ABDULLAH HAMED: The culture in general is very restrictive to what the rest of the world considers entertainment. And usually the best way to really have fun in those places is to play games. They're cool. They're pretty. They're entertaining, so people play video games.
AMOS: The developers meet once a week, arrive from other jobs, develop games part-time.
We have another game developer.
The superstar of the group is full-time game developer Ahmed Jadallah.
HAMED: The biggest one of us all, not just by size.
AHMED JADALLAH: But also size.
AMOS: He hit it big with "Unearthed." Jadallah says his game has a social mission to change the image of Arabs, who are usually terrorists in Western games. He also takes aim at Saudi culture. One of his main characters is Dania, an archaeologist - a smart woman in a scarf.
JADALLAH: What we wanted to do with Dania is to present somebody who is a smart intellectual, plays an active role in the game.
AMOS: Does she drive?
JADALLAH: She does - a quad bike in the desert while being chased, so...
AMOS: And so the only place that women in Saudi can drive is in games?
HAMED: I mean, we're trying to do our best.
AMOS: Trying their best to appeal to Saudi's growing market of female gamers. And there's another market that's important - the so-called whale, says Hamed. Anyone who develops a game that's free needs the whales - dedicated players with open wallets who pay online to speed their way through the game's levels faster than they can for free.
HAMED: (Laughter) A whale is a person that pays a significant amount of money, usually around the $5,000 mark.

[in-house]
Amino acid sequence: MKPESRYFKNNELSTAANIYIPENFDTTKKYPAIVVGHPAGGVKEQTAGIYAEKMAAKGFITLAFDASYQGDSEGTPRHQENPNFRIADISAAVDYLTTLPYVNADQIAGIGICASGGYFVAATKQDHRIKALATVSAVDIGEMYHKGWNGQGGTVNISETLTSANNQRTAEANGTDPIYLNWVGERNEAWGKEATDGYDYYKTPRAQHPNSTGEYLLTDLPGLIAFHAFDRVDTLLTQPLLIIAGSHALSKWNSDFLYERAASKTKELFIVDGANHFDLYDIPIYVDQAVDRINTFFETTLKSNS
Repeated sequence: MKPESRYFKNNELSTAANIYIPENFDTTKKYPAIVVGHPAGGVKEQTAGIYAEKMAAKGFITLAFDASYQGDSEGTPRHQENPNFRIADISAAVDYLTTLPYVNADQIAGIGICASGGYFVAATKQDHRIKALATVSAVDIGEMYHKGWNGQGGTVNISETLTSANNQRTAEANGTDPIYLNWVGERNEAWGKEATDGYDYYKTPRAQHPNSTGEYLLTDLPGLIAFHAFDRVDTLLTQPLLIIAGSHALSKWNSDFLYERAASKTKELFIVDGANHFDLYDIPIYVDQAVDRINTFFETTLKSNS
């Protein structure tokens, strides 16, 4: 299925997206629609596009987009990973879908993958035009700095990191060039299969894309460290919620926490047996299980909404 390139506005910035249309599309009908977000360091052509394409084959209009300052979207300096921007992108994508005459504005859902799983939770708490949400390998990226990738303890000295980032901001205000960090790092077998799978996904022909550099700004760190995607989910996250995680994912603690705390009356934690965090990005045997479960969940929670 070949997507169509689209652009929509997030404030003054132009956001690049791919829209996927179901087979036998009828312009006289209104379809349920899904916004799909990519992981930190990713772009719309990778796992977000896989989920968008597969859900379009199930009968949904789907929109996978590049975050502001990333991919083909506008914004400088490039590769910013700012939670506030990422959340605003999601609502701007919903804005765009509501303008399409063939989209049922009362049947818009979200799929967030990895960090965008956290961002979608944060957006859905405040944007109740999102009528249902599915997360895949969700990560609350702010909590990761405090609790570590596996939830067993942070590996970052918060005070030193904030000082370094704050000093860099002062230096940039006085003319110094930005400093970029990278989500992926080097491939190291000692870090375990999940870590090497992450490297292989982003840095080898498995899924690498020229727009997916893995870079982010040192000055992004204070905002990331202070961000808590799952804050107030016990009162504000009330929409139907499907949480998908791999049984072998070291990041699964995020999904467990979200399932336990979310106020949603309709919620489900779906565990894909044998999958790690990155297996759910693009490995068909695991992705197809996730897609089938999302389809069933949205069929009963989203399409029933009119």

AMOS: There is a fair amount of whales in Saudi Arabia.
HAMED: Yeah, definitely. I mean, they spend three times more than whales in the U.S. and Europe.
AMOS: It's just one sign of the gaming passion here. Another is among the next generation of game developers. This group meets in Jeddah, and they show me the latest game soon to be on the market.
Will you play it?
SARA ZAHRAN: Yes, of course. I did, actually. It's a really great game.
AMOS: The organizer is 23-year-old Sara Zahran. She grew up playing shoot 'em ups with her brothers. She learned English through role-playing games in stories that appealed to her. After getting a degree in computer science, she now designs educational games for a tech company - an uphill battle all the way.
ZAHRAN: I never got a computer until I was, like, 17 because I was a girl (laughter) yeah.
AMOS: She believes games can open minds, develop emotions, even change attitudes. In a country where women are banned from driving, she's working on a government-backed game to teach them how.
ZAHRAN: The game that we're developing for the company I work for is an educational game to learn how to drive safely. That's actually a step because it's a governmental thing. It's like, you will play the game whether you're a girl or a boy, and you will learn how to drive. It's really good, yeah.
AMOS: Also good, she says, that more Saudi girls are playing games. Deborah Amos, NPR News. Transcript provided by NPR, Copyright NPR.